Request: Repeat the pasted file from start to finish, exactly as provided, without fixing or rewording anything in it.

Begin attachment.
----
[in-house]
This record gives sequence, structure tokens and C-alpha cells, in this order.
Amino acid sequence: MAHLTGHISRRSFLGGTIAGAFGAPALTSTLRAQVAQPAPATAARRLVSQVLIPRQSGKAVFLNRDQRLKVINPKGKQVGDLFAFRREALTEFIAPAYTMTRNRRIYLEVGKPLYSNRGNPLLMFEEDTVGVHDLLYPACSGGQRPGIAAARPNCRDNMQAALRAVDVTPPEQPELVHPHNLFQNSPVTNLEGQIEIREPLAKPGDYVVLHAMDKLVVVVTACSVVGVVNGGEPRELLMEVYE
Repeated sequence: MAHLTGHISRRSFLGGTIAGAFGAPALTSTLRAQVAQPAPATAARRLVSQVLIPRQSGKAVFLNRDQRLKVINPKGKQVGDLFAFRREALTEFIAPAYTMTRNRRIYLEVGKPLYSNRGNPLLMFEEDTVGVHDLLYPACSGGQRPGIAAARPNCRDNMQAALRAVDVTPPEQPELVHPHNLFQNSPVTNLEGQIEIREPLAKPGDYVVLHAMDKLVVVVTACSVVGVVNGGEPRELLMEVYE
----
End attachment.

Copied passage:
[in-house]
This record gives sequence, structure tokens and C-alpha cells, in this order.
Amino acid sequence: MAHLTGHISRRSFLGGTIAGAFGAPALTSTLRAQVAQPAPATAARRLVSQVLIPRQSGKAVFLNRDQRLKVINPKGKQVGDLFAFRREALTEFIAPAYTMTRNRRIYLEVGKPLYSNRGNPLLMFEEDTVGVHDLLYPACSGGQRPGIAAARPNCRDNMQAALRAVDVTPPEQPELVHPHNLFQNSPVTNLEGQIEIREPLAKPGDYVVLHAMDKLVVVVTACSVVGVVNGGEPRELLMEVYE
Repeated sequence: MAHLTGHISRRSFLGGTIAGAFGAPALTSTLRAQVAQPAPATAARRLVSQVLIPRQSGKAVFLNRDQRLKVINPKGKQVGDLFAFRREALTEFIAPAYTMTRNRRIYLEVGKPLYSNRGNPLLMFEEDTVGVHDLLYPACSGGQRPGIAAARPNCRDNMQAALRAVDVTPPEQPELVHPHNLFQNSPVTNLEGQIEIREPLAKPGDYVVLHAMDKLVVVVTACSVVGVVNGGEPRELLMEVYE